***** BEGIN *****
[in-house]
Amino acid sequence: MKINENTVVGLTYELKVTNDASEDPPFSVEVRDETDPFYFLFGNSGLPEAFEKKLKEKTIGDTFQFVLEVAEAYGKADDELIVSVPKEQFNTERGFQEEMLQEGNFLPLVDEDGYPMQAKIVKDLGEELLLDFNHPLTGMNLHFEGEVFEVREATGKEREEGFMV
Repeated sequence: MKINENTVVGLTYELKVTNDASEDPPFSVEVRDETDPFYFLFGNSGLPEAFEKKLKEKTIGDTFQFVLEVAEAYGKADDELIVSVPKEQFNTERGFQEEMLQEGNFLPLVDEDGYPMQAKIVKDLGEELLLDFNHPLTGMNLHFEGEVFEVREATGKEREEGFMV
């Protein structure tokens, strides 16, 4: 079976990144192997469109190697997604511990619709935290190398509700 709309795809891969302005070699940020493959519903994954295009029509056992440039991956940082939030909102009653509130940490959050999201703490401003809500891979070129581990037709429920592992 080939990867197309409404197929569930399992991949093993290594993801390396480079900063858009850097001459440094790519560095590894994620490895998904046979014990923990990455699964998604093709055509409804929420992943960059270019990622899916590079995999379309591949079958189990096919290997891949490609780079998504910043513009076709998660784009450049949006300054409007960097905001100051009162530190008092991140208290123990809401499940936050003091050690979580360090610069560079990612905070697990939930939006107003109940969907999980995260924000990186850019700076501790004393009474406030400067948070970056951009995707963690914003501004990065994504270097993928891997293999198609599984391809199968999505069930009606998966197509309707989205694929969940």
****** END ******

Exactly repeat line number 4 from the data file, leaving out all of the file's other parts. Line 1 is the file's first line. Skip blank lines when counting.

């Protein structure tokens, strides 16, 4: 079976990144192997469109190697997604511990619709935290190398509700 709309795809891969302005070699940020493959519903994954295009029509056992440039991956940082939030909102009653509130940490959050999201703490401003809500891979070129581990037709429920592992 080939990867197309409404197929569930399992991949093993290594993801390396480079900063858009850097001459440094790519560095590894994620490895998904046979014990923990990455699964998604093709055509409804929420992943960059270019990622899916590079995999379309591949079958189990096919290997891949490609780079998504910043513009076709998660784009450049949006300054409007960097905001100051009162530190008092991140208290123990809401499940936050003091050690979580360090610069560079990612905070697990939930939006107003109940969907999980995260924000990186850019700076501790004393009474406030400067948070970056951009995707963690914003501004990065994504270097993928891997293999198609599984391809199968999505069930009606998966197509309707989205694929969940």